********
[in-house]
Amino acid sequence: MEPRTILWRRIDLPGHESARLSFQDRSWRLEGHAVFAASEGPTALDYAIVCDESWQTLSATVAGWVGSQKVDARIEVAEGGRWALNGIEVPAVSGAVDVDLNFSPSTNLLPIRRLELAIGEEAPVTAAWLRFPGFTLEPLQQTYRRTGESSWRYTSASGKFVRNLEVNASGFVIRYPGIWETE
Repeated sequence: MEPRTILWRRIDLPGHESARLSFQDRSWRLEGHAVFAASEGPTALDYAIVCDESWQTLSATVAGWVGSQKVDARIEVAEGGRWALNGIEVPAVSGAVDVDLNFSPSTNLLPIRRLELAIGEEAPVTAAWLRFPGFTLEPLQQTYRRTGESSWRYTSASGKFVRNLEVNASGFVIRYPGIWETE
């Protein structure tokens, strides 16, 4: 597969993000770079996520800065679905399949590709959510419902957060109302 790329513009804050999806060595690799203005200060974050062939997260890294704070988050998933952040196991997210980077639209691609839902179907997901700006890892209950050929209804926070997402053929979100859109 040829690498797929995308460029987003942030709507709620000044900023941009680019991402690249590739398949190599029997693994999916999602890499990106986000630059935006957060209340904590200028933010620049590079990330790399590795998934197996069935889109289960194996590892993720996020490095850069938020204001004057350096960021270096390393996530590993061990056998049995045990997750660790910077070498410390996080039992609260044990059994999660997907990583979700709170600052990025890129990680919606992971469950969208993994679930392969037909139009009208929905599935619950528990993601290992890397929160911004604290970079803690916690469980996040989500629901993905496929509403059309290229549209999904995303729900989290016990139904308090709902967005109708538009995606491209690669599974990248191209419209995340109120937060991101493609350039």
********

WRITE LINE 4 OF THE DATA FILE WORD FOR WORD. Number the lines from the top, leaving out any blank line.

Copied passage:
């Protein structure tokens, strides 16, 4: 597969993000770079996520800065679905399949590709959510419902957060109302 790329513009804050999806060595690799203005200060974050062939997260890294704070988050998933952040196991997210980077639209691609839902179907997901700006890892209950050929209804926070997402053929979100859109 040829690498797929995308460029987003942030709507709620000044900023941009680019991402690249590739398949190599029997693994999916999602890499990106986000630059935006957060209340904590200028933010620049590079990330790399590795998934197996069935889109289960194996590892993720996020490095850069938020204001004057350096960021270096390393996530590993061990056998049995045990997750660790910077070498410390996080039992609260044990059994999660997907990583979700709170600052990025890129990680919606992971469950969208993994679930392969037909139009009208929905599935619950528990993601290992890397929160911004604290970079803690916690469980996040989500629901993905496929509403059309290229549209999904995303729900989290016990139904308090709902967005109708538009995606491209690669599974990248191209419209995340109120937060991101493609350039």